Furthermore, to illustrate similarities and differences between CDR, NICE, PBAC and AOTM in a qualitative manner, two medicines assessed by all four agencies have been chosen for case studies. We have analysed various key problems faced in evidence analysis as well as the influence on reimbursement decisions of the data evaluation process itself. The case studies concerned (i) ranibizumab, an injection solution used in age-related macular degeneration (AMD) to improve affected vision and/or prevent further vision loss, and (ii) teriparatide, a medicine used in osteoporosis treatment in post-menopausal women as well as men at a high risk for fracture. AOTM's decisions have been analysed separately. The analysis has covered recommendations made in 2009 and 2010.

Analysis of results

In the analysed period, CDR reviewed 121 applications (114 new submissions and 7 re-submissions), while PBAC reviewed 282 applications (207 new submissions and 75 re-submissions). NICE conducted assessments of 144 health technologies, out of which 47 have been excluded as not concerning drugs; hence, we have considered 97 applications, which covered 199 medicines (184 new drugs and 15 re-submissions). The characteristics of applications reviewed by the agencies are presented in the Table 1. Note a high number of applications re-submitted upon previous rejection which were received by PBAC: as much as 75 out of 282 applications, or 26.6%, were re-submissions (with narrower medical indications or reduced price).

Table 1. Basic characteristics of all submissions to CDR, NICE and PBAC (RCT – randomised clinical trial, CDR – Common Drug Review (Canada), NICE – National Institute for Heath and Clinical Excellence (UK), PBAC – Pharmaceutical Benefits Advisory Committee (Australia) after Clement FM et al. [21]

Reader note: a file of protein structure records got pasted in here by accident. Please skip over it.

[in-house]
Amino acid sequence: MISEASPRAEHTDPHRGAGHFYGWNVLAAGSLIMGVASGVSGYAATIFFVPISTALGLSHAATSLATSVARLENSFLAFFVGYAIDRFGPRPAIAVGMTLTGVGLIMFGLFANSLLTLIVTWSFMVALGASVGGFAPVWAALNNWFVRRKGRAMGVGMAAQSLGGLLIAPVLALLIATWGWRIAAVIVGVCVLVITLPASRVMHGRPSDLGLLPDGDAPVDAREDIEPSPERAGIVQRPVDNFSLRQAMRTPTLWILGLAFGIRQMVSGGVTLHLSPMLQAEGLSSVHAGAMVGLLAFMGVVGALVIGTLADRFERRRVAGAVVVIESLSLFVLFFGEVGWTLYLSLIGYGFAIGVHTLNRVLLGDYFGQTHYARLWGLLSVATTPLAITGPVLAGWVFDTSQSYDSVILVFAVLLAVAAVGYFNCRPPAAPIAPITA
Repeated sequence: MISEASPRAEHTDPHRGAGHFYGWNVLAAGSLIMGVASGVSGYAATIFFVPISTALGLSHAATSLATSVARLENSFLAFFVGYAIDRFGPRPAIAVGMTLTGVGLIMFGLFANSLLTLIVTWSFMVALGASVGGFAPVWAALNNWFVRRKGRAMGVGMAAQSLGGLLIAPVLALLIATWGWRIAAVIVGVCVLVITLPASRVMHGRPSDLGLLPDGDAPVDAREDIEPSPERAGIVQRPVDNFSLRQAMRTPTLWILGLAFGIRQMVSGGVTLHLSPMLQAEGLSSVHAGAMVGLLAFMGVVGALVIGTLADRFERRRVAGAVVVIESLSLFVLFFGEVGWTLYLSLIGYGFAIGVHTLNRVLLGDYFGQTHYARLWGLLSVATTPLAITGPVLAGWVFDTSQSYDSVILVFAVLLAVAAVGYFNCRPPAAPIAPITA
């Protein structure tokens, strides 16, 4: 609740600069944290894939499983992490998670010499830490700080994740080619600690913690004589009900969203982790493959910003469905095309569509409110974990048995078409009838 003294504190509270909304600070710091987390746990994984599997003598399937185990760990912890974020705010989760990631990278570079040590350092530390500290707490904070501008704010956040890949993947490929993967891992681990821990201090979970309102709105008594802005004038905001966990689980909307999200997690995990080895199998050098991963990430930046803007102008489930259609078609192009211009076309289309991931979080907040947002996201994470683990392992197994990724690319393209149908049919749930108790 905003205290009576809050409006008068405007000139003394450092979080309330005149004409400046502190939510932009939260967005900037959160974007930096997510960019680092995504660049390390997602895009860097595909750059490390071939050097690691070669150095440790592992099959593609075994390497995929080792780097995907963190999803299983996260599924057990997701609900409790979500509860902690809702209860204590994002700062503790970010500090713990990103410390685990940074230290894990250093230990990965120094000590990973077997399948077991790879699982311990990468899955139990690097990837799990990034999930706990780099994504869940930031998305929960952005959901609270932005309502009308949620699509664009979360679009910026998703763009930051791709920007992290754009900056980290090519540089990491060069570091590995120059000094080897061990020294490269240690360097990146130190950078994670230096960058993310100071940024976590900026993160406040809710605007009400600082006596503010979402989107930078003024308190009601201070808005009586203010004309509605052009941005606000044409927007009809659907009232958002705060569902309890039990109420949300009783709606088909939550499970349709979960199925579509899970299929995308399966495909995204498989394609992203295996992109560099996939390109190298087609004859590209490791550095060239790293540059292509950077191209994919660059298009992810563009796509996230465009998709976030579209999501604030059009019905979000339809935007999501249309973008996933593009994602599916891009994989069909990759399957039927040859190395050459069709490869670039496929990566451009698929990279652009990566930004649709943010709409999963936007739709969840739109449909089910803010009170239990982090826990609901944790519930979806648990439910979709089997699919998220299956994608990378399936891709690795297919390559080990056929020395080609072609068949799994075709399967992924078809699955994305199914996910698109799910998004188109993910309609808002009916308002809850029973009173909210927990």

Characteristics CDR n=121 NICEn=199 PBACn=282
Re-submission 7 15 75
Life-threatening disease (≤50% survival rate) 22 38 70
Purpose of Drug Treatment
1. Quality-of-life improvement 56 90 116
2. Life extension 14 60 63
1. & 2. 51 49 103
Clinical Uncertainty
No 14 39 38
Little 57 105 121
Considerable 50 54 123
Clinical Evidence Weight
RCT with a right comparator 95 169 201
RCT with a wrong comparator 23 20 55
No randomised trials 3 10 26
Study End Points
Clinically significant end points 29 105 108
Clinical scales 31 40 62
Surrogates 61 54 111
Invalid surrogates 44 46 91
Drugs for which it is necessary to determine QALY/Cost per QALY in order to make a decision 73 192 203
Cost-effectiveness Data
Cost minimisation analysis 43 13 88
Cost-effectiveness analysis 17 15 55
Cost-utility analysis 55 171 138
Cost-consequence analysis 6 0 1
Economic Uncertainty
No 4 16 20
Little 28 86 65
Considerable 41 90 118
Table 2. AOTM's decisions in 2009–2010. (Yes – financing; No – non-financing)
Year Number of Decisions Communicated on AOTM's website Yes No Listing with Criteria Temporary Listing Rationale for the Decision
2009 66 16 25 21 4 1. Part of health program 2. Provided that a price ceiling is set 3. Provided that it becomes a guaranteed benefit 4. Provided that cost-effective financing with a set price ceiling lower than the cheapest drug from the same group is introduced 5. Provided that a common therapeutic group is established with a price ceiling at the cheapest drug from the group 6. Upon a significant reduction in drug cost within a therapeutic health program 7. Temporarily, e.g. for a period of two years 8. In centres specialising in treatment of the disease and upon price reduction 9. Provided that the treatment cost close to the cost-effectiveness level recommended by WHO is achieved
2010 15 2 11 1 1 1. Temporarily, e.g. for a period of three years 2. Provided that a common price ceiling is set

As the table shows, a key element and a condition for AOTM's positive recommendation is the price, for which a ceiling should be set within the given group of drugs; the condition is a significant reduction in a price within the given therapeutic group (the price ceiling is set at the cheapest drug within the group). A medicine may obtain a temporary listing recommendation e.g. for a two-year period, after which a new opinion by AOTM is required. Medicines used to obtain positive recommendations if they were to be used in centres specialising in treatment of the disease and provided that the treatment cost close to the cost- effectiveness level recommended by the World Health Organization could be achieved.

Problems with clinical efficacy and cost data